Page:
The pony shook his small equine head, ears backing briefly, “No, sir. Mages being pretty rare, most are here at the Keep proper. You the only one we able to find.”

“Wessex is at Lorland, and no one knows where the Magus is, Rickkter.” The guard at the door reported, “The Lightbringer is in a retreat of some sort and her acolytes refuse to allow us to call upon her.”

“Three mages,” Rick snorted, shaking his head, then yawning as his body protested the hour. Well, four, counting that skunk if he was any good. “That’s all we have around here?”

“Known to have any skill, sire.” The guard supplied. Rick chuffed and shook his head, scratching along the bottom of his jaw with one hand in a habitual gesture. Not so long ago, when he had been human that motion had been to scratch at the neatly trimmed beard that adorned his jaw and chin. The rasp of the whiskers against his fingers as he rubbed his jaw, a habitual behavior, had helped him to think, oddly enough. Now it was not the same, though it did feel a good deal better. The fur was softer, finer and denser though somewhat shorter. Still, the sensation was utterly alien, for his fur did not produce the desired rasp. Neither of which was helping remove the two unwanted soldiers from his stoop.

“What happened?” he said finally, sighing and leaning on the door.

The pony stepped forward, bobbing his head slightly as he bent one knee in a slight bow, “Respectfully, sir mage, but I think we be needing to show you the scene.” He nickered quietly, not meeting Rick’s hard, dark gaze. Tall, scalloped ears backed for a moment as he slid his gaze around the dimly lit room behind the raccoon. He could hear the ensign’s failed attempts to re-light his lantern. “This night be the third incident in a week, and the watch is needing magical help to understand the events.”

Rick grunted again, rolling his eyes at the inadequate magical aid this fool kingdom had. Never in the civilized lands had he come across a kingdom that did not have mages, of some sort, working alongside the town watch. Even in lands intolerant to true ‘magic’ such assistance was considered ‘divine power’, regardless of the practices used.

For all of its deeply magic nature, Metamor Keep was sadly lacking in trained magic users. He raised one hand, leveling a stern finger on the pony, who now stood in front of the other guards. Then ensign had finally thought to walk down the hall and light his lantern using one of the torches. “Stay.” He ordered as he gave the door a shove, letting it slam in the face of the three, latch rattling noisily in the night quiet.

Rick’s breath misted before his eyes as he followed the stocky, white pony down narrow, twisting avenues. Buildings crowded close along either side, leaning drunkenly against one another over alleys left cavern dark beyond the glow of moon and stars. No one else walked the streets, leaving the two animals to their quiet journey away from the neatly manicured safety of the Keep itself.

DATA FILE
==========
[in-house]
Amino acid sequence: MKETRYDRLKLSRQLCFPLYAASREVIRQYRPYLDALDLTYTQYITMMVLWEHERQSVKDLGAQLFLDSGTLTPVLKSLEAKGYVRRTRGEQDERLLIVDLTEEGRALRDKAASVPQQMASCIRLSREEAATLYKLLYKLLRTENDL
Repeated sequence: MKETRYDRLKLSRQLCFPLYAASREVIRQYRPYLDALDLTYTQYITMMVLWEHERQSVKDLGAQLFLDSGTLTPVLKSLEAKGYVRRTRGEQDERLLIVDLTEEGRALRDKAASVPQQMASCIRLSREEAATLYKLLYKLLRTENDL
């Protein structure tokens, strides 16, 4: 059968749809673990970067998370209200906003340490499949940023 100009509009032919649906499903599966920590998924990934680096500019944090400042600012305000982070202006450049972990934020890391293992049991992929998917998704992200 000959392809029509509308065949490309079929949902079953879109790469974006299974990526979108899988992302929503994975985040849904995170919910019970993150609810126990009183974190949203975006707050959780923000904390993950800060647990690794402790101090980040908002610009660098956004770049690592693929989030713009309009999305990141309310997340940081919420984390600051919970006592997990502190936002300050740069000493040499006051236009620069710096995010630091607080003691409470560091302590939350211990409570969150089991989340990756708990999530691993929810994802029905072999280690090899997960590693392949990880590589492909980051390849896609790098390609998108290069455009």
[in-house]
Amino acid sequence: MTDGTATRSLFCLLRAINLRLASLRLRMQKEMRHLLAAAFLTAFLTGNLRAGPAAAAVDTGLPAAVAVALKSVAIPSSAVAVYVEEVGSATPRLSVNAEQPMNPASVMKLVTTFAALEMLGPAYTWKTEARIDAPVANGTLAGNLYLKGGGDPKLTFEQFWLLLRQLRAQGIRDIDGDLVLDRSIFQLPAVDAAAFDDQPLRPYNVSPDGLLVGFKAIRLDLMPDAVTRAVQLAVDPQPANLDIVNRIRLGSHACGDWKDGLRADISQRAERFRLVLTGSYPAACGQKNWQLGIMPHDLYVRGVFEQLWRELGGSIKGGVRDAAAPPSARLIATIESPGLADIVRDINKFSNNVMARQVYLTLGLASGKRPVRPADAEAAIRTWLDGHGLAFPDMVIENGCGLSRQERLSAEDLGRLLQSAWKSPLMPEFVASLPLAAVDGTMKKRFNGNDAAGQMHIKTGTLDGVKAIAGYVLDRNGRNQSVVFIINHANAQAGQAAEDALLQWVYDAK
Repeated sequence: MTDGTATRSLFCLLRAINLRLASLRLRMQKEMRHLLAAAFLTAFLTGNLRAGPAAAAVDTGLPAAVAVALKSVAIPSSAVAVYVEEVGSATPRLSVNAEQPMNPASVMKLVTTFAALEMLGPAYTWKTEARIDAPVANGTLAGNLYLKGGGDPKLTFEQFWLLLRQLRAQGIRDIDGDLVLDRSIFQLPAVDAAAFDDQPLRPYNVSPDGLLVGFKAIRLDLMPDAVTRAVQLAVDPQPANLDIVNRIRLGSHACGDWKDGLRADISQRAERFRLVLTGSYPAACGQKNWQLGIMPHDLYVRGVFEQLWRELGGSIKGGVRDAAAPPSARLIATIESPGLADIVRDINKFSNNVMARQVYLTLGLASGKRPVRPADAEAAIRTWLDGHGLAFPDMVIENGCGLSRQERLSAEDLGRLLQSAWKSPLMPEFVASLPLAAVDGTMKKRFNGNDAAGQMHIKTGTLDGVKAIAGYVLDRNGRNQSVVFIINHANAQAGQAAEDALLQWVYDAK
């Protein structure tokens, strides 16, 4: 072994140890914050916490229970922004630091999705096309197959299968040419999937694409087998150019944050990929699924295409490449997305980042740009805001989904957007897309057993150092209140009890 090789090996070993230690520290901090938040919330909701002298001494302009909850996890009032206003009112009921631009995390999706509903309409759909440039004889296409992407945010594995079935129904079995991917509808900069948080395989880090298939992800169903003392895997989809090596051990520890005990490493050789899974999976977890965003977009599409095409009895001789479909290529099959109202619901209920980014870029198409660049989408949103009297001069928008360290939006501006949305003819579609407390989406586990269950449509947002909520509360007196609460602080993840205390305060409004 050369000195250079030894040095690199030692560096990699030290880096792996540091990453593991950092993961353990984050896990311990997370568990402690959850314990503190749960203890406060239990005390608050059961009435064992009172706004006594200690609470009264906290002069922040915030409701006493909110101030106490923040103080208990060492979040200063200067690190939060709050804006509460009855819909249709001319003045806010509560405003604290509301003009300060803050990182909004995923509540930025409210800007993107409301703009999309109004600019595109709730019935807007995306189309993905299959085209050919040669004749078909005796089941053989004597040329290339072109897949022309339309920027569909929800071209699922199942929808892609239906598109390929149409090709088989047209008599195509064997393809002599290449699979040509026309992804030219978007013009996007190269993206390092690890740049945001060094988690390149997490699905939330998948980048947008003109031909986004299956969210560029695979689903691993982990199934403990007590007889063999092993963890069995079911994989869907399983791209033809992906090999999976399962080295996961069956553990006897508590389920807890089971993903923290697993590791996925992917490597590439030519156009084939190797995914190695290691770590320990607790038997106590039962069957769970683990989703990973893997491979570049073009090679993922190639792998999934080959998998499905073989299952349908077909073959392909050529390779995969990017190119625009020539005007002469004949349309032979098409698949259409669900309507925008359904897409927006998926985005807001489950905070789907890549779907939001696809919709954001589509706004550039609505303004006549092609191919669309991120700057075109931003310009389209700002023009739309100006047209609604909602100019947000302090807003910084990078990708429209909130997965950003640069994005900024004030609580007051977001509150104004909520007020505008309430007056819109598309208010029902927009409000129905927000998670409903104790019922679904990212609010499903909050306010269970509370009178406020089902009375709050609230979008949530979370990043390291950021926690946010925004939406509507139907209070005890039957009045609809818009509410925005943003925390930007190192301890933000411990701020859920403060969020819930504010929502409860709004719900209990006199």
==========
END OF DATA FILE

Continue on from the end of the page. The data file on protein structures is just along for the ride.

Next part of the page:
The town of Metamor proper was less than the Keep, peopled by those who lacked the desire, influence, or skills that elevated the common Metamoran to a home within the ever shifting gray walls of the Keep looming behind them in the moonlight. Ramshackle shops and homes stood shoulder to shoulder with well-tended buildings, interspersed with small parks, plazas, and the occasional estate of an old merchant family now gone bankrupt since the curse.

The pony, who had identified himself as sub-lieutenant Olas, set a brisk pace seeming to ignore the chill of the early morning air. For the most part Rick was able to do the same as he looked upon the town from a different perspective than he ever had before. Previously he’d only seen the main avenues, where the markets and more prosperous shops were located. Ensconced comfortably within the Keep, he was considered, much to his own annoyance, to be of the aristocracy of Metamor. A misconception based on perceived wealth, for he had no more claim to any sort of nobility than Kayla had, and her father had been an aristocrat of sorts. Landed, at the very least, whereas his wealth came solely from his fees as a mercenary, supplemented by whatever he could pillage. Rick had never even had a family name, nor title or rank beyond those granted by the nobles of kingdoms he pulled from the brink of dissolution.

He was really no better than the petty commoners who slept behind the thin walls crowding close along either side of the narrow cobblestone road. At least many of them had those they could call family; mothers, fathers, brothers, daughters; a name, which was something almost as important as any possession or status. Rick had never grown up with a name. He’d had nothing other than his intelligence, voracious appetite for knowledge, and a willingness to learn. He chuffed quietly to himself at that. Not willingness, no, he had been like any other child in at least that respect. He had never really been like other children otherwise. Between his early years of travel with his father, followed by his numerous years of varied training, his whole youth seemed to be fights for survival or advancement. He had been driven to learn, by unbending mentors who doubled as both brothers and fathers to him on occasion, but never family.